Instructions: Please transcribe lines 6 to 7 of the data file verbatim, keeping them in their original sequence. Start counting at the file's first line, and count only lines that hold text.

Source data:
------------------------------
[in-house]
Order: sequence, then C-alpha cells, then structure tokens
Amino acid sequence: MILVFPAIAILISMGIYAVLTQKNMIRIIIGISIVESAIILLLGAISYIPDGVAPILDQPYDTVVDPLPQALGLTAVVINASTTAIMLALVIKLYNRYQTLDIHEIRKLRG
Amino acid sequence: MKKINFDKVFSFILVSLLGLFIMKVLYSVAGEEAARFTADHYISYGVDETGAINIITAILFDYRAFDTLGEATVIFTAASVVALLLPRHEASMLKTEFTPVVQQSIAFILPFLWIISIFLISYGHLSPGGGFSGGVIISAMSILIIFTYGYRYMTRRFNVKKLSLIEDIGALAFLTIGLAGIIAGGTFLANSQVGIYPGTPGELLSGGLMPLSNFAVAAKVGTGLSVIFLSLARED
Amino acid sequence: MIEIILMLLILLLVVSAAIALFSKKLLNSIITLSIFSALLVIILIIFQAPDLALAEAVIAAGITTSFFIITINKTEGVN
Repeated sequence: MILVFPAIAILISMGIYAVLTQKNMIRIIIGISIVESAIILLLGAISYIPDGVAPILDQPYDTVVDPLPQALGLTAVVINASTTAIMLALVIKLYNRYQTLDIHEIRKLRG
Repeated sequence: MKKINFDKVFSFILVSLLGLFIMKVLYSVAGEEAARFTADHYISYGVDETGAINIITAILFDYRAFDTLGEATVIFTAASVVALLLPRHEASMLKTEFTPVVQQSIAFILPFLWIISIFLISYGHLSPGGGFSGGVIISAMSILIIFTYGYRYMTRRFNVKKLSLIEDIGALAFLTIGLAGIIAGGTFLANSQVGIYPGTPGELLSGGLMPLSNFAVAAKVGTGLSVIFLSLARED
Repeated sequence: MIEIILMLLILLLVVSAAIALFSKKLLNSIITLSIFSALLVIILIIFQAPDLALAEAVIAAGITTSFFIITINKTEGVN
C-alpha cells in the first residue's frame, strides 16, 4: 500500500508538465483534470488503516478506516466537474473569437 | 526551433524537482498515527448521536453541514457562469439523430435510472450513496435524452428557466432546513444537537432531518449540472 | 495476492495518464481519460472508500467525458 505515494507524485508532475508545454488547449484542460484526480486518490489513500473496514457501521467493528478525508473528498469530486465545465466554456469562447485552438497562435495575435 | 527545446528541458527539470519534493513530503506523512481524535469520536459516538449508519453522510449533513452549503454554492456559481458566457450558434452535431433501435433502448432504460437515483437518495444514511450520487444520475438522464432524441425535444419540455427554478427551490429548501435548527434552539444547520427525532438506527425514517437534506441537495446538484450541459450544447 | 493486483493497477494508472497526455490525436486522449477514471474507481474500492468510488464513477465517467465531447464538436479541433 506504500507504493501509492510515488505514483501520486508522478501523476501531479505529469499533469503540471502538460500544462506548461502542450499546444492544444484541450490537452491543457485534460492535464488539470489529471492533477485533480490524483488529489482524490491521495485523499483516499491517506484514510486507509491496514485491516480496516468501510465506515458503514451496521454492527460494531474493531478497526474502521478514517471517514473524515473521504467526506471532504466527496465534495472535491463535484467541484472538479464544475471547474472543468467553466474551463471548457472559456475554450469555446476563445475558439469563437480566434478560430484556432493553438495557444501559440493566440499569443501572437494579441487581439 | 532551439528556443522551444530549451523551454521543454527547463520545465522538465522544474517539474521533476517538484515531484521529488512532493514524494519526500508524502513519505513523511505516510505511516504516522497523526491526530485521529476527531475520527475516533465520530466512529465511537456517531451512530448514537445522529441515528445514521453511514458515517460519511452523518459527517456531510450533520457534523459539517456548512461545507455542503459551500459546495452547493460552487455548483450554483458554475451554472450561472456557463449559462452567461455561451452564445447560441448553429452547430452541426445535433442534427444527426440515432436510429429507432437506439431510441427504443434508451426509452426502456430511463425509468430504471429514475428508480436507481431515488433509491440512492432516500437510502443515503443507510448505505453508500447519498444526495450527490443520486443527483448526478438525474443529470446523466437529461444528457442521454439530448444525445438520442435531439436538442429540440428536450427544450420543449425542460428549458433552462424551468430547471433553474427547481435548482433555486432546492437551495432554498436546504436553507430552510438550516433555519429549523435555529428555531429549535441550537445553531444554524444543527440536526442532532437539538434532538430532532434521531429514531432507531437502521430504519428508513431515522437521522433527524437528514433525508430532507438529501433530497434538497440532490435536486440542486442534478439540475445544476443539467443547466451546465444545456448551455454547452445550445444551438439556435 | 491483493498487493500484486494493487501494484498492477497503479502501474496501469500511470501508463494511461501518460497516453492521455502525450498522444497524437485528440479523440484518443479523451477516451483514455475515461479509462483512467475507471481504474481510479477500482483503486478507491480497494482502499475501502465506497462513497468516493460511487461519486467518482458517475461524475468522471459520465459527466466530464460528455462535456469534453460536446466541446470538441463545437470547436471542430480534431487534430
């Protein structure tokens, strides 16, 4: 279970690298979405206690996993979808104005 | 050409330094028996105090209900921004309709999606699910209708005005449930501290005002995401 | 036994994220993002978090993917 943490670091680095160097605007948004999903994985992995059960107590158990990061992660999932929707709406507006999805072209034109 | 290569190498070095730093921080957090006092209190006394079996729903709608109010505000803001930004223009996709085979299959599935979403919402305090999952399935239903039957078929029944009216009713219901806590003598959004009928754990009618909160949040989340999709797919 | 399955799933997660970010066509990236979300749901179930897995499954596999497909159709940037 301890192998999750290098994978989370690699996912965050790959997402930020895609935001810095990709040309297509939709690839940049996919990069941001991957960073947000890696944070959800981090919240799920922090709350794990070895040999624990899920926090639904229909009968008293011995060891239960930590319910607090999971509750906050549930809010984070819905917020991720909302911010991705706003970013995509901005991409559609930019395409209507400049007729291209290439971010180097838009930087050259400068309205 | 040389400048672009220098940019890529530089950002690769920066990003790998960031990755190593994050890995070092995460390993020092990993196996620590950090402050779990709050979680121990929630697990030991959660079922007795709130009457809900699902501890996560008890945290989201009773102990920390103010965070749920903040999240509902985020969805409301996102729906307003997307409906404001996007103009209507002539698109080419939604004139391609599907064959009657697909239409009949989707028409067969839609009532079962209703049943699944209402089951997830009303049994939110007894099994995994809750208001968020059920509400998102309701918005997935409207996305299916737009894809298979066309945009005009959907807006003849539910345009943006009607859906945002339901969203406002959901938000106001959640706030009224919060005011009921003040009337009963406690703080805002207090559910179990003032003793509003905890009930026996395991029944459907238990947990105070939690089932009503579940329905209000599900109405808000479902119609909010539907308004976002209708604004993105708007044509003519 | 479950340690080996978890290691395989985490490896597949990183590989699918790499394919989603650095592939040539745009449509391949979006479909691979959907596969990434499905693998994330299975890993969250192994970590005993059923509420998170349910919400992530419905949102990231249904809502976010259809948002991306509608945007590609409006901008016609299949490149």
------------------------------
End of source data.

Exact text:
Repeated sequence: MILVFPAIAILISMGIYAVLTQKNMIRIIIGISIVESAIILLLGAISYIPDGVAPILDQPYDTVVDPLPQALGLTAVVINASTTAIMLALVIKLYNRYQTLDIHEIRKLRG
Repeated sequence: MKKINFDKVFSFILVSLLGLFIMKVLYSVAGEEAARFTADHYISYGVDETGAINIITAILFDYRAFDTLGEATVIFTAASVVALLLPRHEASMLKTEFTPVVQQSIAFILPFLWIISIFLISYGHLSPGGGFSGGVIISAMSILIIFTYGYRYMTRRFNVKKLSLIEDIGALAFLTIGLAGIIAGGTFLANSQVGIYPGTPGELLSGGLMPLSNFAVAAKVGTGLSVIFLSLARED